F-value = mean of squares /mean residual variance (unexplainable error) Larger F-value means more significance Inversely related to P-value How thickness is affected by Height F= what I looked at during t-test P=7.637e-05 Stand type F= P=4.658e-06 Mean thickness in plots 1,4&5 compared to mean thickness in plots 2&3 Interaction between height and stand type F= P=5.539e-05 Two way ANOVA-Thickness vs Height and Stand type In mixed stands there is a larger range of thickness between the heights, a different pattern of thickness depending on stand type.
Summary of results There was a general trend of increasing chlorenchyma thickness with height, this increase was especially evident between the below snow samples and the above snow samples. Aspen only stands have thinner chlorenchyma layers than Aspen trees that are mixed in with conifer trees In mixed stands there is a larger range of thickness between the heights, while aspen only stands do not have much variation, they exhibit a different pattern.
Strong reflection off of the snow explains why in plot number 3 the 155cm height was strongest. Plot 2 and 3 in Aspen grove (no conifers) - Discussion The 30cm height is not thinner, in this area because enough sunlight reaches through the snow to the bark allowing enough photosynthesis to occur offsets the energy cost of maintaining the specialized chlorophyll cells. Hypothesis: Conifer trees shade the area, so aspens in mixed stands will need a thicker chlorenchyma to be able to produce as much glucose as aspens in stands that have no conifers.
Discussion – summary The null hypothesis was rejected, the alternate hypothesis that Aspen trees do not have as much use for chlorophyll underneath the snow is supported. However, in Aspen only stands enough sunlight penetrates the snow and reaches the bark, at 30cm off the ground, allowing enough photosynthesis to occur to offset the energy cost of maintaining the specialized chlorophyll cells. Second null hypothesis was rejected, a difference between stand types was seen. Although rate of photosynthesis is increased in temperatures above zero, the insulation from the snow does not mean increased photosynthesis, because of the lack of available sunlight.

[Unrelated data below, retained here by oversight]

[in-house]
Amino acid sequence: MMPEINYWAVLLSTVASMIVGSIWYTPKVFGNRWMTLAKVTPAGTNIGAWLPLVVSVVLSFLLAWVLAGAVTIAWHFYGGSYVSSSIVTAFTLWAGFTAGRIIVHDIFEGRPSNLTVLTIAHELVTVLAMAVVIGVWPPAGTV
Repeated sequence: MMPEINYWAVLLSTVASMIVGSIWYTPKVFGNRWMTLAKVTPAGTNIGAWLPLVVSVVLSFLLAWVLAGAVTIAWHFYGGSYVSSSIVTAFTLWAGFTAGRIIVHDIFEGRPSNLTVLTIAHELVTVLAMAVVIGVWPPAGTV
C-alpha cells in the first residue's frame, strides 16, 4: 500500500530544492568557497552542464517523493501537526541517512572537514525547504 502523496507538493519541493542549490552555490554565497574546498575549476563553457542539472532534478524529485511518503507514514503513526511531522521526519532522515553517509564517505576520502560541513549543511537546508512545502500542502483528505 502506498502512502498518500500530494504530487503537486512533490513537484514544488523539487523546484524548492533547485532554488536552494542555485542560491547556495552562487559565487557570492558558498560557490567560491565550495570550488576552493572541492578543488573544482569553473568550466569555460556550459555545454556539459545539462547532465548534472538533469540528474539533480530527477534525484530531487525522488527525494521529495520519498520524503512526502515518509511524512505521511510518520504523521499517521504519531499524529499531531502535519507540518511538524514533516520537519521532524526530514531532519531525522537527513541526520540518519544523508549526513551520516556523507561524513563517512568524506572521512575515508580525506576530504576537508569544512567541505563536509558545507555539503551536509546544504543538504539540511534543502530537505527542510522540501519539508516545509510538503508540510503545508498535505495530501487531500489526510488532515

Further Research Do fungal infections effect how well Aspens photosynthesize? Hypothesis: Parasitic fungi steal nutrients and energy from plants, aspen trees that are victim s of a fungal infection will have a difference in chlorenchyma layer thickness when compared to healthy, uninfected trees Does the pattern of thicker chlorenchyma with increased height also apply to saplings?
Acknowledgements Thanks to Tim Kittel for data processing help Derek Sweeney for field equipment And Stephanie Meyer for letting me use her lab and microscope equipment
Literature cited: Aschan, G., Wittmann, c. &pfanz, H. (2001). Age-dependent bark photosynthesis of aspen twigs, Trees-Structure and Function, 15, Covington, Wallace W. (1975) Altidudinal Variation of Chlorophyll Concentration and Reflectance of the Bark of Populous tremuloides. Ecology, 56, Pearson, L.C. & Lawrence, D.B. (1958). Photosynthesis in Aspen Bark. American Journal of Botany, 45, Schaedle, M. & Foote, K.C. (1971). Seasonal Changes in Photosynthetic Capacity of Populus Tremuloides Bark. Forest Science, 17, 308-&. Schaedle, M., Iannacco.P & Foote, K.C. (1968). Hill Reaction Capacity of Isolated Quaking Aspen Bark Chloroplasts. Forest Science, 14, 222-&.